EMA guidance dictates that dosing in foods should not be relied on to improve the palatability medicines: “the palatability of a pediatric preparation should be satisfactory on it’s own merit, i.e. without mixing with food or drinks10. Most “pediatric-friendly” foods do not have sufficient flavor intensity and complexity to mask the aversive taste attributes of most drug actives. As such, an unintended consequence could be to create an aversion to certain foods, which could be practically harmful if dosing in breast milk or formula.

There are also factors related to dose preparation and administration that need to be considered such as measuring the dosing vehicle, adding the mini-tablets to the dosing vehicle, dispersing the mini-tablets in the vehicle and finally administering the dose. The greater the number of steps and implements, the greater is the risk for dosing errors.

Foods also vary greatly in terms of composition and chemical properties (pH, fat and sugar content, water activity, viscosity and other physical properties). All of these can have a dramatic effect on API release and palatability. In a future post we will describe a science-based approach for selecting models foods for testing pharmacokinetics and in-use stability.

Trouble with Tribbles
James T. Kirk’s struggles with Tribbles were well documented over a series of classic Star Trek episodes. Senopsys has conducted numerous studies of mini-tablets to assess taste masking, breakthrough, palatability, texture, swallowability, ease-of-preparation and other factors affecting dose administration and compliance. We welcome the opportunity to share our experience with sponsors developing mini-tablets.

 

Taste Masking Challenge? Senopsys Can Help!

Are you faced with the need to develop a palatable drug product to support clinical trials or commercial development?  Our scientists are expert in both taste assessment and taste masking.

We use our experienced GCP-compliant taste panels and analytic tools to quantify the taste masking challenge and guide formulation development. And we apply a structured, sensory-directed development approach pioneered in the food industry to create palatable, taste-masked drug formulations for liquids, powders and solids.

Inquire about Senopsys’ services or schedule a “lunch and learn” seminar on the art and science of taste masking.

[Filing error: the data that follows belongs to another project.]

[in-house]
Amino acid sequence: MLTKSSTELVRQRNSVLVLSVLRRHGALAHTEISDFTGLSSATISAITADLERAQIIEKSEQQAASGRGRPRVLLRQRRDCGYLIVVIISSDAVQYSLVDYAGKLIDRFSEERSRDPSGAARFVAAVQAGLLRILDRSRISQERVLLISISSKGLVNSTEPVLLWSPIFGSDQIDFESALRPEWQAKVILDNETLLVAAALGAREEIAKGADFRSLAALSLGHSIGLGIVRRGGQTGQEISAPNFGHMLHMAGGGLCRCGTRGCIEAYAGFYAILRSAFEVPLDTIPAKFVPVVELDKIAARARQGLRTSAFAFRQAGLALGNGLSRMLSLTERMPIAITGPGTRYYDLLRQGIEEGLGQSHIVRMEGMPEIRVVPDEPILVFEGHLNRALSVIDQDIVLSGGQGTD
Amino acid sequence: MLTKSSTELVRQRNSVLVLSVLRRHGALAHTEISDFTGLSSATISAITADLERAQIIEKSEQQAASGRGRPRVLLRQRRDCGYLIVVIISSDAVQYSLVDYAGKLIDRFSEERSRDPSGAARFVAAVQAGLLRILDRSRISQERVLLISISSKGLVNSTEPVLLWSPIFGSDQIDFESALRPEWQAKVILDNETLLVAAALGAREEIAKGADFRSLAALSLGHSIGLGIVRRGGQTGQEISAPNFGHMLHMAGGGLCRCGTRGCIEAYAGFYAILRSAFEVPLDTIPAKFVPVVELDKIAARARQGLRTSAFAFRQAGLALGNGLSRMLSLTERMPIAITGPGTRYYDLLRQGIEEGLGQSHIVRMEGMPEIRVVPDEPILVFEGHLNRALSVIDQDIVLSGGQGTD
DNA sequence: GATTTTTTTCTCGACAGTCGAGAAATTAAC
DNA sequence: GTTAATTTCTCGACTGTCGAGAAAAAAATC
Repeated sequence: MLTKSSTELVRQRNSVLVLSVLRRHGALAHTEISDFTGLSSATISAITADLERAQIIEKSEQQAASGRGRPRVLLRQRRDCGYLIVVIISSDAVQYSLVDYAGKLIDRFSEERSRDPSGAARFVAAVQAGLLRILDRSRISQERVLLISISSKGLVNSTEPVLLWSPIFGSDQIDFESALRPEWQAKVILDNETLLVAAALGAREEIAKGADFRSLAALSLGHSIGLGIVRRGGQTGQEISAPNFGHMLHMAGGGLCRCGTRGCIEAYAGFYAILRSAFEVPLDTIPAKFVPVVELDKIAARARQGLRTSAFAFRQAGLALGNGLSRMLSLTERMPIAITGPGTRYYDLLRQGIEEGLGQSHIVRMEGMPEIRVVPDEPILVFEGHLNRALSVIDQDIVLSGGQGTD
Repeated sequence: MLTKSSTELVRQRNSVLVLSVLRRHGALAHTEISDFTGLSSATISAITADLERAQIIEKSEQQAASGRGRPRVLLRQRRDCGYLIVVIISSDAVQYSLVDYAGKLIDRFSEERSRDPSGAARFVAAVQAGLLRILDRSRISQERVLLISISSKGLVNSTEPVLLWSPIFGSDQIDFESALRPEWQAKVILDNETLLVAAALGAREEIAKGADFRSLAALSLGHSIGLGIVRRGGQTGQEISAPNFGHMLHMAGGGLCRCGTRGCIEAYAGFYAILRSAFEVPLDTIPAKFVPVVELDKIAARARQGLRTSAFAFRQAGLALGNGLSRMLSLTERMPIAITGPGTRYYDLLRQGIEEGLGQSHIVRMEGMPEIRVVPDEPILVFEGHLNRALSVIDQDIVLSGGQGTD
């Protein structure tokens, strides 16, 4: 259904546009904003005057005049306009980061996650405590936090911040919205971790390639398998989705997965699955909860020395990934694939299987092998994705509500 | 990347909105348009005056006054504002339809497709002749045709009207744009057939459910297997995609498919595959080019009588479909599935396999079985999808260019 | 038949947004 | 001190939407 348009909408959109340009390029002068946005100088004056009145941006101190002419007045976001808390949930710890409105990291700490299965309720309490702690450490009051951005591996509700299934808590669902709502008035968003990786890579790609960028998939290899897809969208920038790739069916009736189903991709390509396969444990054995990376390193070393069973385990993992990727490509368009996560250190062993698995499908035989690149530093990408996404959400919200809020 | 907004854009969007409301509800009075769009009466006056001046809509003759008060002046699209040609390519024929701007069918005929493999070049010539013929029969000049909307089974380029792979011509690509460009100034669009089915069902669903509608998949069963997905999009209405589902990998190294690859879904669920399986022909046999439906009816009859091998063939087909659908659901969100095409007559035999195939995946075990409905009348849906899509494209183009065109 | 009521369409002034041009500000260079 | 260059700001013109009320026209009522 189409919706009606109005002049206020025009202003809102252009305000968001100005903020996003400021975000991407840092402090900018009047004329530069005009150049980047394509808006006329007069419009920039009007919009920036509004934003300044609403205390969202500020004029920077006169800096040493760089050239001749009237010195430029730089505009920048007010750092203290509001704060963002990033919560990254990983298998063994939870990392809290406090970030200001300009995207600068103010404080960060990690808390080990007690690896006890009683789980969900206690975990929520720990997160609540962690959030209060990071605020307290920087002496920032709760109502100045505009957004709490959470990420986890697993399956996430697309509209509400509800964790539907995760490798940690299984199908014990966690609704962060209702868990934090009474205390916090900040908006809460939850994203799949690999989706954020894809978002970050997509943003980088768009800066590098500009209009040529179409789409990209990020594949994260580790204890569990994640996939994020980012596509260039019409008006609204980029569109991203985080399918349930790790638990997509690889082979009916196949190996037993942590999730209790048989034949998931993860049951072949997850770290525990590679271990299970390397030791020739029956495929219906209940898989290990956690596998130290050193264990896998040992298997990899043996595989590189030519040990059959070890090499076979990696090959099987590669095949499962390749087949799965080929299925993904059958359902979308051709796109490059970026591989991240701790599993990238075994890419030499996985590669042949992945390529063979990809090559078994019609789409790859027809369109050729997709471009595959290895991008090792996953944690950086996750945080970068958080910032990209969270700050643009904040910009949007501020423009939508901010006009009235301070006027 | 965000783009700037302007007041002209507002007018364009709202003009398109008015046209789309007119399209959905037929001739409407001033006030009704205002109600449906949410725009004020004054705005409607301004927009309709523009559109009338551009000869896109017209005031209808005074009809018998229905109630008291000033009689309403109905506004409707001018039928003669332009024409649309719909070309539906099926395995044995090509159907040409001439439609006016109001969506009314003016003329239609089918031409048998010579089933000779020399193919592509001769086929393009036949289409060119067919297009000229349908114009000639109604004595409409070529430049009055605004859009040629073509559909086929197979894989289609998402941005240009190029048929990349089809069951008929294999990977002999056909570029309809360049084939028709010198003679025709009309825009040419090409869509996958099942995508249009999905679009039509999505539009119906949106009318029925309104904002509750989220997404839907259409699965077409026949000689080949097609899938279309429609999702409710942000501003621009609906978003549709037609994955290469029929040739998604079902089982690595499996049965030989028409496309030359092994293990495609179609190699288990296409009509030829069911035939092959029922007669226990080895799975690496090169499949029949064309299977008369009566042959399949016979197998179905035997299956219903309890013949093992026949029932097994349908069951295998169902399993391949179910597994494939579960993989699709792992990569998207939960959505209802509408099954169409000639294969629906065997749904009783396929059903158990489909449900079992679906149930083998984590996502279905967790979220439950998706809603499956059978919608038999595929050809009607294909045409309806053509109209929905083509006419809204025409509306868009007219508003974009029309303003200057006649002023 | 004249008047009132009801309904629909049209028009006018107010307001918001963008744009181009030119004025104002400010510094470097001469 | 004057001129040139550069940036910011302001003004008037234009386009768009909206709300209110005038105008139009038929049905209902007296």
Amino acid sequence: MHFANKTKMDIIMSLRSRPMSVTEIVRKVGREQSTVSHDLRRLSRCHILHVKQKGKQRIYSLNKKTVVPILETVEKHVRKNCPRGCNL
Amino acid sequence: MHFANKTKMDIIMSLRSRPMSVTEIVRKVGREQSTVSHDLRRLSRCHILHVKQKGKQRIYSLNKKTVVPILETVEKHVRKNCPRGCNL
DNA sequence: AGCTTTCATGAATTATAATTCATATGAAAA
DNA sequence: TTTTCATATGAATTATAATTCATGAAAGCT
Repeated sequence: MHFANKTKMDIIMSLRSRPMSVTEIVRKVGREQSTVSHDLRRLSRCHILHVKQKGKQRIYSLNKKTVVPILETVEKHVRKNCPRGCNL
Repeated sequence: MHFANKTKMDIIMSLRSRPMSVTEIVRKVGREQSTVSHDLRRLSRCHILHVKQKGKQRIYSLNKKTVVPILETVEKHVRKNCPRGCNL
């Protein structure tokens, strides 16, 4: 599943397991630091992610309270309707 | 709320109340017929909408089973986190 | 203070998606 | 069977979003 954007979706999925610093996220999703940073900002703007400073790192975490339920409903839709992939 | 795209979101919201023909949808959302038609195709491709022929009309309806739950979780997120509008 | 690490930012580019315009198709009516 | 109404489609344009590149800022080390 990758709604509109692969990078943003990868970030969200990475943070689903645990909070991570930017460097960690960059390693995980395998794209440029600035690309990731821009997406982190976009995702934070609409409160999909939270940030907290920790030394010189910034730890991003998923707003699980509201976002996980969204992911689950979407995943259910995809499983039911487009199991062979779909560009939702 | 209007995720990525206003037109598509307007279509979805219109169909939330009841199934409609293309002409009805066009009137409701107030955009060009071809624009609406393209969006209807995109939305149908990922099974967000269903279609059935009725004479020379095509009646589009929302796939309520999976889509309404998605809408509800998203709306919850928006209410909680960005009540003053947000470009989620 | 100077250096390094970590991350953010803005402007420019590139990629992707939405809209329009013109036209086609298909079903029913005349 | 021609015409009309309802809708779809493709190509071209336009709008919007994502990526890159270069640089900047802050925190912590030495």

1. Jalabert-Malbos, M.L., Mishellany-Dutour, A., Woda, A., and Peyron, M.A., 2007, “Particle size distribution in the food bolus after mastication of natural foods,” Food Quality and Preference, 18, 803-812.
  2. Peyron, M.A., Mishellany, A., and Woda, A., 2004, “Particle size distribution of food boluses after mastication of six natural foods,” Journal of Dental Research, 83(7), 578-582
  3. Thomson, S. A., C. Tuleu, I. C. K. Wong, S. Keady, K. G. Pitt and A. G. Sutcliffe (2009). “Minitablets: New Modality to Deliver Medicines to Preschool-Aged Children.” Pediatrics 123(2): E235-E238.
  4. Spomer, N., V. Klingmann, I. Stoltenberg, C. Lerch, T. Meissner and J. Breitkreutz (2012). “Acceptance of uncoated mini-tablets in young children: results from a prospective exploratory cross-over study.” Arch Dis Child 97(3): 283-286.
  5. Klingmann, V., N. Spomer, C. Lerch, I. Stoltenberg, C. Froemke, H. M. Bosse, J. Breitkreutz and T. Meissner (2013). “Favorable Acceptance of Mini-Tablets Compared with Syrup: A Randomized Controlled Trial in Infants and Preschool Children.” Journal of Pediatrics 163(6): 1728-U1283.
  6. Van de Vijver, E., K. Desager, A. E. Mulberg, S. Staelens, H. J. Verkade, F. Bodewes, A. Malfroot, B. Hauser, M. Sinaasappel, S. Van Biervliet, M. Behm, P. Pelckmans, D. Callens and G. Veereman-Wauters (2011). “Treatment of Infants and Toddlers With Cystic Fibrosis-related Pancreatic Insufficiency and Fat Malabsorption With Pancrelipase MT.” Journal of Pediatric Gastroenterology and Nutrition 53(1): 61-64.
  7. van Riet-Nales, D. A., B. J. de Neef, A. F. A. M. Schobben, J. A. Ferreira, T. C. G. Egberts and C. M. A. Rademaker (2013). “Acceptability of different oral formulations in infants and preschool children.” Archives of Disease in Childhood 98(9): 725-731.
  8. Klingmann, V., A. Seitz, T. Meissner, J. Breitkreutz, A. Moeltner and H. M. Bosse (2015). “Acceptability of Uncoated Mini-Tablets in Neonates-A Randomized Controlled Trial.” J Pediatr 167(4): 893-896 e892.
  9. Kluk, A., M. Sznitowska, A. Brandt, K. Sznurkowska, K. Plata-Nazar, M. Mysliwiec, B. Kaminska and H. Kotlowska (2015). “Can preschool-aged children swallow several minitablets at a time? Results from a clinical pilot study.” Int J Pharm 485(1-2): 1-6. 
  10. European Medicines Agency Committee on Medicinal Products for Human Use (CHMP) & Paediatric Commitee (PDCO). Guideline on the pharmaceutical development of medicines for paediatric use. 2013.